Friday, August 8, 2008

Hard to Watch - Hard to Understand

If you have a child who engages in self-injurious behavior, you know how terribly upsetting it can be. Watching a child slam their fist into their head, pick at their gums or fingers until they bleed, or even bite themselves and break the skin is something no one should have to endure. But many of you know that this is common behavior for a child with significant disabilities.

My experience with the school system and with many medical professionals is that they would rather try to control the self-injury with medication - and sometimes that is really strong medication with significant side effects. For years I have fought my school system to assist me in finding the reasons for Ashley's self-injurious behavior, and even though they agree to do their version of a functional behavior assessment, the result has usually been restraint. And that restraint does nothing but increase Ashley's frustration which causes the self-injurious behaviors to increase.

For years, I have insisted that the behaviors were a direct result of lack of communication. The school system and many of the doctors scoffed at that idea. Yet, when Ashley did finally get a teacher who believed in her, and a school setting that was appropriate, the behaviors all but stopped.

With each new school year, with each new school placement, with each new teacher - I wonder if the behaviors will resurface. If they do, my campaign to educate the educators will again kick into high gear. And last night, I found one of the best articles on self-injurious behaviors I have ever read.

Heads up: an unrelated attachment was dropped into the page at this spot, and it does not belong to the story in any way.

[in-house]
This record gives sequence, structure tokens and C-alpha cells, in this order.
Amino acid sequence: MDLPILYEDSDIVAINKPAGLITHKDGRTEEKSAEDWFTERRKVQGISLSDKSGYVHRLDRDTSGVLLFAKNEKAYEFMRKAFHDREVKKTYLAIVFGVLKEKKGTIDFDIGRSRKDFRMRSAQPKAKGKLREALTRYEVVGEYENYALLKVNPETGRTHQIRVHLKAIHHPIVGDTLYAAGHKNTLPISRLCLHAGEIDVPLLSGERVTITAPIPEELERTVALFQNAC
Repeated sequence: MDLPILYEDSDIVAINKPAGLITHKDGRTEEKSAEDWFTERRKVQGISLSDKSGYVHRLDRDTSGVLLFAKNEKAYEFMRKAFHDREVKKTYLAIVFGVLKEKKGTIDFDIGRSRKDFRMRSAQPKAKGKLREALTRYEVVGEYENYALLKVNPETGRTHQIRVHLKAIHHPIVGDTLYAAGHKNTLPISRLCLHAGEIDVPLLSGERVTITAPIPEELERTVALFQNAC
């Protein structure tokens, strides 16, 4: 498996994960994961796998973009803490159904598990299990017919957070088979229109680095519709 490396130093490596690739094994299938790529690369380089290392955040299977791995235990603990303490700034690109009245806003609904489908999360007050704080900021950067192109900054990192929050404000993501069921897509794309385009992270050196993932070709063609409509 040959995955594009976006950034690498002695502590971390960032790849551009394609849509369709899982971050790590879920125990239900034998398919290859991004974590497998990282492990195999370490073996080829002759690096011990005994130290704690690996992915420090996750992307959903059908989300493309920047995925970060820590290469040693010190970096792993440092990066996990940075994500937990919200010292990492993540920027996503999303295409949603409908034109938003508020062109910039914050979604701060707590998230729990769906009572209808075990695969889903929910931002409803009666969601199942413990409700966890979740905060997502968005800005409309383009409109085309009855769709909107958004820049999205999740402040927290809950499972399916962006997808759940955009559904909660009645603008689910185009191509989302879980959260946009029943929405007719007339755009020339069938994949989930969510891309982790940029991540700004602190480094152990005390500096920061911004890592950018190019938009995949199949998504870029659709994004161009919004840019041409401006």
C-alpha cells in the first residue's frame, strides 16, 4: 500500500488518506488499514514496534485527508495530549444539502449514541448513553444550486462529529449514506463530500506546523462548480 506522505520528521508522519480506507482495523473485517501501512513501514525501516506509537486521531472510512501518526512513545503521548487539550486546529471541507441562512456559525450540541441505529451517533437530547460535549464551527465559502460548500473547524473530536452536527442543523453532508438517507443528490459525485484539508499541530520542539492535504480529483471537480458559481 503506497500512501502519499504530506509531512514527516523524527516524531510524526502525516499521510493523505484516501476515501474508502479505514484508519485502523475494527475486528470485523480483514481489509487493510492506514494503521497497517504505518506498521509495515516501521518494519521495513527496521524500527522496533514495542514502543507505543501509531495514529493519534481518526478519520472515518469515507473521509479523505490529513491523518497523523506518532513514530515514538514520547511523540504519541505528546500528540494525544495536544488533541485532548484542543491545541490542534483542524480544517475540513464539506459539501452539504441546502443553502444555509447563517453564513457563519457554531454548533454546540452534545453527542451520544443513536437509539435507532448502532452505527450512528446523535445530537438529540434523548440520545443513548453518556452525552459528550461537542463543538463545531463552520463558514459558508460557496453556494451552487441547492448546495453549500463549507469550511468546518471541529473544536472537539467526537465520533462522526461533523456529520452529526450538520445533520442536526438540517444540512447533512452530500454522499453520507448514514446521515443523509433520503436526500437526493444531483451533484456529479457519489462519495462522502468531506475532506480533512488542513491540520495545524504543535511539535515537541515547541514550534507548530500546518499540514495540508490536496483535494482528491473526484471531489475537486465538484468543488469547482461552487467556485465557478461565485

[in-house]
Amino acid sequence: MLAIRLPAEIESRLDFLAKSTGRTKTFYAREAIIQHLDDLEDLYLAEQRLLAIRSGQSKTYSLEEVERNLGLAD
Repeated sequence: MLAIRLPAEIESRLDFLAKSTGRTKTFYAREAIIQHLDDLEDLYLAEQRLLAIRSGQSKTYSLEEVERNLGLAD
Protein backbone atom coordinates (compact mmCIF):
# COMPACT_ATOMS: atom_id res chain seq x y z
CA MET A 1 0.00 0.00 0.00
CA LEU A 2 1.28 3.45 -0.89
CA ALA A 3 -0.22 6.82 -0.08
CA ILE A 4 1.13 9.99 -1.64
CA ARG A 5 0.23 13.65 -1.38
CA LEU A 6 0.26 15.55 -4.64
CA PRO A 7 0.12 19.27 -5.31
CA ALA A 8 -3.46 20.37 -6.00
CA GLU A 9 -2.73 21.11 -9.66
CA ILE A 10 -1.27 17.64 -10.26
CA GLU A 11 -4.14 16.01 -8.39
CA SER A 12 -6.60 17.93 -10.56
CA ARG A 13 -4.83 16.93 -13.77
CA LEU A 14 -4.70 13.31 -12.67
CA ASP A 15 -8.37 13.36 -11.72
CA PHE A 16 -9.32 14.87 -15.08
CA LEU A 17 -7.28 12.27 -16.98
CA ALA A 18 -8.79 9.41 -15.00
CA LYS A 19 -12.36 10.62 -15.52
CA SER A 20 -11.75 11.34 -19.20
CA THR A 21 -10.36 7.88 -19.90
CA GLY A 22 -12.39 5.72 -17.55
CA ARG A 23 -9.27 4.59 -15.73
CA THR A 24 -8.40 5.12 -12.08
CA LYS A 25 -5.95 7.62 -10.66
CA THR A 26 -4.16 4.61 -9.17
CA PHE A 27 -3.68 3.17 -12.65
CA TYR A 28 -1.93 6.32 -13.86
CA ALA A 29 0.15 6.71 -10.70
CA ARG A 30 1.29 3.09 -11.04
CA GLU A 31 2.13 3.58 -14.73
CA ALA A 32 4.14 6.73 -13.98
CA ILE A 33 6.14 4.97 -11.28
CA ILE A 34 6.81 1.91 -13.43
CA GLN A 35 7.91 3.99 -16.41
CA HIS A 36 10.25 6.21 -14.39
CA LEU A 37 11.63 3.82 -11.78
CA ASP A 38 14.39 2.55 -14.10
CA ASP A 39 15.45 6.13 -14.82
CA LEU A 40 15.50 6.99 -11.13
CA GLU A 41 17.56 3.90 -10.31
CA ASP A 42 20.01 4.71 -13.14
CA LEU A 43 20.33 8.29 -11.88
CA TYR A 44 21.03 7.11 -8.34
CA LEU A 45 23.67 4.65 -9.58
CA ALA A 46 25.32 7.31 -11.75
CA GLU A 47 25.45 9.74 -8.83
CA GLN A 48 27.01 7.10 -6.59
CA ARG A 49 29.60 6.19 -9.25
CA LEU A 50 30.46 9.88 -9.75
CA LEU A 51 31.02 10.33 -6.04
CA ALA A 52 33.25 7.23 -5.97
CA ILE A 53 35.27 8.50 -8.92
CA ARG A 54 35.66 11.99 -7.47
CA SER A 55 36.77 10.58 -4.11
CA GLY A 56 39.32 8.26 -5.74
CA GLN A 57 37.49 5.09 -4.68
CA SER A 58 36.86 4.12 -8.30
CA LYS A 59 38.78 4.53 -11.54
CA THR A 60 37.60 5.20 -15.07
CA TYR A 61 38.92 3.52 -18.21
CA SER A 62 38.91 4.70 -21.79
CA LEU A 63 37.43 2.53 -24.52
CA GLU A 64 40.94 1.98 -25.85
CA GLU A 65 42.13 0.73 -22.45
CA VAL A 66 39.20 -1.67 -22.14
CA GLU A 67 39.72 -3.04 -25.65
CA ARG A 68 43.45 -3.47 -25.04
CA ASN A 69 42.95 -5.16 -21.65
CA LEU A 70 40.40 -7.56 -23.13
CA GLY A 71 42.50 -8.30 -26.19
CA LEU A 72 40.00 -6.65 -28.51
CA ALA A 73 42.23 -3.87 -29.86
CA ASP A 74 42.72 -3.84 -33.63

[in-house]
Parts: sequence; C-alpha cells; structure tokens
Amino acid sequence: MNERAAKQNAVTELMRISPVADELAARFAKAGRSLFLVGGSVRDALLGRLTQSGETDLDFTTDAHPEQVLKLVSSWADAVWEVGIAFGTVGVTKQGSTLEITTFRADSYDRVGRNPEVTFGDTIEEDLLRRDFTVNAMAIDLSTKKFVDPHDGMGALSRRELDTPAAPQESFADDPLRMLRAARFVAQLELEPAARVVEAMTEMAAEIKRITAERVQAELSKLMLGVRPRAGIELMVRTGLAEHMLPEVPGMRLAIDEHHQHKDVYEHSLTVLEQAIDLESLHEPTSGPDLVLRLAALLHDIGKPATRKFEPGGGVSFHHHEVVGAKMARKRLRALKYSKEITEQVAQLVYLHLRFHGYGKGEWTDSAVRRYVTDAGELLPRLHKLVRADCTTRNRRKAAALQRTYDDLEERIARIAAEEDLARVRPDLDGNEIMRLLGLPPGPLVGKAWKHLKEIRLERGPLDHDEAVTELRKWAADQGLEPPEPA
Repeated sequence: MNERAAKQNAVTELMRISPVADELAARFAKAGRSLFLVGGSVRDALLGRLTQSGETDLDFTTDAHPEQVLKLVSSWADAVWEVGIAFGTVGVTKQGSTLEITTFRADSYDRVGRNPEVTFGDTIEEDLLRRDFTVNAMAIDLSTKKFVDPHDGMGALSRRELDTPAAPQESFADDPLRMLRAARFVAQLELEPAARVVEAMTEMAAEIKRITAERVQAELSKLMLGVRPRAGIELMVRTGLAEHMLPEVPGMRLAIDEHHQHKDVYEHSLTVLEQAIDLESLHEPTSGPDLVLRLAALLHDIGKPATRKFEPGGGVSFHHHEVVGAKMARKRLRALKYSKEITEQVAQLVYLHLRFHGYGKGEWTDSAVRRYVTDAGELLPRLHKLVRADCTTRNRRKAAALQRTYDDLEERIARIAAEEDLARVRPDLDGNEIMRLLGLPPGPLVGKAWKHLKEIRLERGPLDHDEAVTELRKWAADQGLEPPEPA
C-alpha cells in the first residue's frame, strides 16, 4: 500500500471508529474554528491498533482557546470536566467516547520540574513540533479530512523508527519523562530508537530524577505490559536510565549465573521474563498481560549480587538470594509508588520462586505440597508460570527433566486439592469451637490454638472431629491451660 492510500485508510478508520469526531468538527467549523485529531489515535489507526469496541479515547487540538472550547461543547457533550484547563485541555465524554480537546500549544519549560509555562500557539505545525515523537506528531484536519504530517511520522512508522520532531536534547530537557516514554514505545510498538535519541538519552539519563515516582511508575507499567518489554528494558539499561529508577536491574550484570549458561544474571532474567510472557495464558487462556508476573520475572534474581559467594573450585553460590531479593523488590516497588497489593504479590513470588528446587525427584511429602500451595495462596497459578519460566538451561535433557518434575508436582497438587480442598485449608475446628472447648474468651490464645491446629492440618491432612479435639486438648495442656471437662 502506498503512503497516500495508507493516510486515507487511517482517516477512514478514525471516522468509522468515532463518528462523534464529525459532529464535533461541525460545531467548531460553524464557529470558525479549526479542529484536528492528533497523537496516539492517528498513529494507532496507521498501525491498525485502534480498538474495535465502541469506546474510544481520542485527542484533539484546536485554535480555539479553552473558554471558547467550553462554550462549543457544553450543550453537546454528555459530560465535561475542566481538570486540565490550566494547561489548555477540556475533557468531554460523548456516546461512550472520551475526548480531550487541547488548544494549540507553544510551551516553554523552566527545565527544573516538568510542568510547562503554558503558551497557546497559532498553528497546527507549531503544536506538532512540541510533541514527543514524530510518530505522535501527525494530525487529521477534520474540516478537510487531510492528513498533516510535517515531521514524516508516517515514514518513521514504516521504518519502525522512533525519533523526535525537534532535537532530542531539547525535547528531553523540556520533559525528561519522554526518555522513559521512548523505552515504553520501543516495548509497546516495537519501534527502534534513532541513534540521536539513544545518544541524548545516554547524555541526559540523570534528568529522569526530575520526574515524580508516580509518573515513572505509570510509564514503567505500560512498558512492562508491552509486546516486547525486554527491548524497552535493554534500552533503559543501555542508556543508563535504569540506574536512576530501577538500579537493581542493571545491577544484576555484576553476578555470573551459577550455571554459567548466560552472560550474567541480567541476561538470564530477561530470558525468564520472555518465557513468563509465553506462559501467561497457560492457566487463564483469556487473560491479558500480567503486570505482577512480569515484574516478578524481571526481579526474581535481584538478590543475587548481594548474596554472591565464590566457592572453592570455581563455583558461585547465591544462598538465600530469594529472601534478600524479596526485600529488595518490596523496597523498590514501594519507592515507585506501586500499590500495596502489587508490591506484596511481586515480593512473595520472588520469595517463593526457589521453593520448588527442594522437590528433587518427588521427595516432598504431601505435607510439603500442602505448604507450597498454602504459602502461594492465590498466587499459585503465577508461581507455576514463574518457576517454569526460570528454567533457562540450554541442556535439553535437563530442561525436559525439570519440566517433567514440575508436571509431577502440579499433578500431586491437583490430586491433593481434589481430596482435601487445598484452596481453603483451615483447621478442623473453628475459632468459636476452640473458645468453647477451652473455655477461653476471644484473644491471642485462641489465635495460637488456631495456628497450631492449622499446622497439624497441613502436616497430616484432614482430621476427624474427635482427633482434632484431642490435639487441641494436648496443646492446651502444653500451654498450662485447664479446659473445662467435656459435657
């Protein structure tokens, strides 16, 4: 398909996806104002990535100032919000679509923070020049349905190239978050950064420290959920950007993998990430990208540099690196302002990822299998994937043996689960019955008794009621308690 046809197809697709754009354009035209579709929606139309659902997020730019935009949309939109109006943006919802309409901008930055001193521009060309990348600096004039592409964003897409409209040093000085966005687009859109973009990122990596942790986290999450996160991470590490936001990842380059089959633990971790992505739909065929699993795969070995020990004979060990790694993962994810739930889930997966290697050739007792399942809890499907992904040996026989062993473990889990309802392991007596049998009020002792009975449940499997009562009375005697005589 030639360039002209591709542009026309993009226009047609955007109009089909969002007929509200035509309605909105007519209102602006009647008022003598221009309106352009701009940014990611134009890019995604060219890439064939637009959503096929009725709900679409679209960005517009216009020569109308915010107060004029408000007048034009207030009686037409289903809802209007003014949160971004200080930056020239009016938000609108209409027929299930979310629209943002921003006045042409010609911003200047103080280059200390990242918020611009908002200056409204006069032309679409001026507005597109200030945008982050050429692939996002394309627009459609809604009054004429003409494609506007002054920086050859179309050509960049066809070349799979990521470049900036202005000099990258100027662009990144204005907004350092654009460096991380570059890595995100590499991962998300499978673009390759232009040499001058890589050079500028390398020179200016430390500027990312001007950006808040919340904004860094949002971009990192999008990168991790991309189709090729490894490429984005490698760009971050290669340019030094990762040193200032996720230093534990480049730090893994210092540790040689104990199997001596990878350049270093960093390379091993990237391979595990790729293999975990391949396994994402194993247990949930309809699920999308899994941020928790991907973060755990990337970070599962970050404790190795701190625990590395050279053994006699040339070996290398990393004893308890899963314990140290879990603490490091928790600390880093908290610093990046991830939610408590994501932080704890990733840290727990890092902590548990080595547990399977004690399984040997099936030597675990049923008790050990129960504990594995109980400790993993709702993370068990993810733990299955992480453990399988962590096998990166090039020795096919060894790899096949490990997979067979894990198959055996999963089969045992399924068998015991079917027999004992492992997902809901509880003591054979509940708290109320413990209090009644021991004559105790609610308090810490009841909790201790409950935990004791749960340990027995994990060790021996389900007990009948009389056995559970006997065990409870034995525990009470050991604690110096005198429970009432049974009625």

Written by a gentleman who is autistic, the article on stopping self-injurious behavior is excellent. I urge all parents and educators to take just a few moments to read the article I have linked to below. I promise you will come away with a much better understanding and approach.

Stopping Self-Injurious Behavior

1 comment:

Candice said...

Thank you for sharing that blog. Our first adopted child self-injures. It was worse when she first came into our home and now only happens in high-stress times (test times, high pressure at school, etc). I think it was just a way of controlling her environment and also she would get attention for it because she would be bleeding, so I am sure that there was some benefit to her for the attention. She normally picks at herself until she is bleeding, but has also cut her hair and stabbed herself with scissors and pencils. When it is just starting, she will also write on herself and we have recognized this as a beginning to this behavior and have been able to intervene and control it sometimes. It is very hard to watch your child go through something like that and feel like there is nothing that you can do to help.

I pray that this will be a better year for you and that you can educate others as you do so well.